And Secret Rites of the Goddess (Scholastic) is a sexy YA romance about the roots of belly dance and the ancient goddess temples of the Middle East. It’s the YA version of The Red Tent [by Anita Diamant (Scribner, 1998)]!

Cynsational Notes

The Craft, Career & Cheer series features conversations with children’s-YA book creators about positive aspects of their creative and professional lives.

Online Promotion: Making Your Author/Illustrator Website Educator-Friendly

By Cynthia Leitich Smith

Who will visit your author or illustrator website?

Young readers may be your ultimate target audience, but educators—teachers, university professors of youth literature, and school librarians—are on the forefront of efforts to connect books and kids. What’s more, they’re using the Internet more than ever to help them make purchasing decisions.

“It is professional librarians and educators who are most likely to specifically seek out information about authors and illustrators and ways to use children’s books in educational and group settings,” says author and former school librarian Toni Buzzeo. “Teachers and librarians continue to discover and value books, even when the books are no longer on the front list. They look for books that connect with writing and literature topics. They value books long after they’ve appeared in the publisher’s catalog or a review source.”

Buzzeo adds that librarians are likewise interested in paperbacks and that teachers sometimes seek paperbacks that can be purchased for full class study.

Many teachers build their own classroom libraries. Some use their own money. Others apply grants or donations from parents and other community members.

“We’ve heard reports that many media specialists can only buy books for the media center if these books are requested by teachers,” says publicist Vicki Palmquist of Winding Oak, an agency offering promotional services to authors and illustrators. “This puts a lot of book-buying power in the hands of teachers.”

Organizations such as the National Council of Teachers of English (NCTE), the International Reading Association (IRA), the National Science Teachers Association (NSTA), the National Council for the Social Studies (NCSS), and the American Library Association (ALA), as well as their state and district affiliates, are highly influential.

Each publishes journals and websites that highlight authors, illustrators, and youth literature. In addition, they sponsor prestigious award programs, a few of which can prompt thousands—even hundreds of thousands—of sales.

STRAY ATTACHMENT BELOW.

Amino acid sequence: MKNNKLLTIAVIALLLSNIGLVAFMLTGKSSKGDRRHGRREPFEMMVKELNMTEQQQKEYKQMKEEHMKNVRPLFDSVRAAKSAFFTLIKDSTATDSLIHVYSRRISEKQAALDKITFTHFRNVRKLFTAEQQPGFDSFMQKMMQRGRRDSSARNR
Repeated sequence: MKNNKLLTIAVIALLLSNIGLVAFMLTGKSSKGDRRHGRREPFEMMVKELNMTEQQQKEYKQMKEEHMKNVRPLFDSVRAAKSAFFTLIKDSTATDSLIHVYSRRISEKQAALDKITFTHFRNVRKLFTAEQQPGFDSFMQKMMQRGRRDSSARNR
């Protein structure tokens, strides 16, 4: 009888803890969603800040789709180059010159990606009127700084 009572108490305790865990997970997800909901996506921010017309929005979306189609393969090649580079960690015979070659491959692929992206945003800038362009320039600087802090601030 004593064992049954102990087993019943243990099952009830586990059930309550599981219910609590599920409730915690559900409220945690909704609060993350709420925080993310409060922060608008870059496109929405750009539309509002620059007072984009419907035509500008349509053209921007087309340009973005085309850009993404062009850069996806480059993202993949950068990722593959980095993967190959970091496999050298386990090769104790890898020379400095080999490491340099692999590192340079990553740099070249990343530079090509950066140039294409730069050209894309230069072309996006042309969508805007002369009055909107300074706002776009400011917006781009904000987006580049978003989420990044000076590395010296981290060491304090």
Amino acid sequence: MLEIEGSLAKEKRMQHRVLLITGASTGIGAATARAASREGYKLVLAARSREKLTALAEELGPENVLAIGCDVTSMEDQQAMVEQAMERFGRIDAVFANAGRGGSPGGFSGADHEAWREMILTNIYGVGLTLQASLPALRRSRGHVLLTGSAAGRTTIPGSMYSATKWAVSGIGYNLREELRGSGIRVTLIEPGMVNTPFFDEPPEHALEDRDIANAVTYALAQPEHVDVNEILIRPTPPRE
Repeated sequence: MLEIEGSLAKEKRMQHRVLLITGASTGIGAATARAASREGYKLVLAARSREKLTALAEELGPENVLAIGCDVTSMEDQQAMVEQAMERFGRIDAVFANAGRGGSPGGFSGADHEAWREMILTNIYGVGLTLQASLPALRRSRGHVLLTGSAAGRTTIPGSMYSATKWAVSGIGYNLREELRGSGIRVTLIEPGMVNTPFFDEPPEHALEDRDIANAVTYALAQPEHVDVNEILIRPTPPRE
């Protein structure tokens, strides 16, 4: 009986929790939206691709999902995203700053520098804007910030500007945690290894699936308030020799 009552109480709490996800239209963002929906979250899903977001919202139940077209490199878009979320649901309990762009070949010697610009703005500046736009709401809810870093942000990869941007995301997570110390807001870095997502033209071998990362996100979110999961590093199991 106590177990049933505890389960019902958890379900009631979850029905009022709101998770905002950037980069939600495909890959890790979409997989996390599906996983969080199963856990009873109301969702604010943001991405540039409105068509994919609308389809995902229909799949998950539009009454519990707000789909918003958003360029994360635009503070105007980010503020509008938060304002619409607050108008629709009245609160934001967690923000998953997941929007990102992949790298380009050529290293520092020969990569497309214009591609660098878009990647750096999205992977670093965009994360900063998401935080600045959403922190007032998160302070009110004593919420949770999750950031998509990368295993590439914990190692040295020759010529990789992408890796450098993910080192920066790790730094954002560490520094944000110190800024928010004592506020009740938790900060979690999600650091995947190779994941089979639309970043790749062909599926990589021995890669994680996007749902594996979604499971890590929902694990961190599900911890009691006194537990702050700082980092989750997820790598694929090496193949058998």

Publicist Susan Raab of Raab Associates emphasizes a website is one way that authors and illustrators can raise their awareness in this market so their books have a better chance of being considered for awards.

As librarian Sharron L. McElmeel noted, “What could be more credible than the author’s own site providing information about a book?”

So, how do you make your website educator-friendly?

First, cover the basics. It’s better to start with a small, well-designed site and build thoughtfully over time than to upload several unorganized and incomplete pages.

Remember that this is your “professional face” to prospective readers. Kid-friendly and colorful may work. Cutesy and homemade won’t. When in doubt, err on the side of easy navigation, clean lines, and a limited color pallet.

Wait until the site is ready before uploading. “Under construction” signs suggest a lack of commitment. On the flip side, think twice before adding cutting edge technology. Freezing your visitors’ computer screens won’t help you (or your book) win any new readers.

One question is whether the focus of the site should be you or your debut book itself. Your byline is your brand. In today’s crowded market, it will be enough of a challenge for readers to learn your name. When it comes to awareness-raising, you don’t want to have to start over with each new title. If you’re planning a long-term career, first launch an author/illustrator site and then consider a book-specific site as a supplemental marketing tool.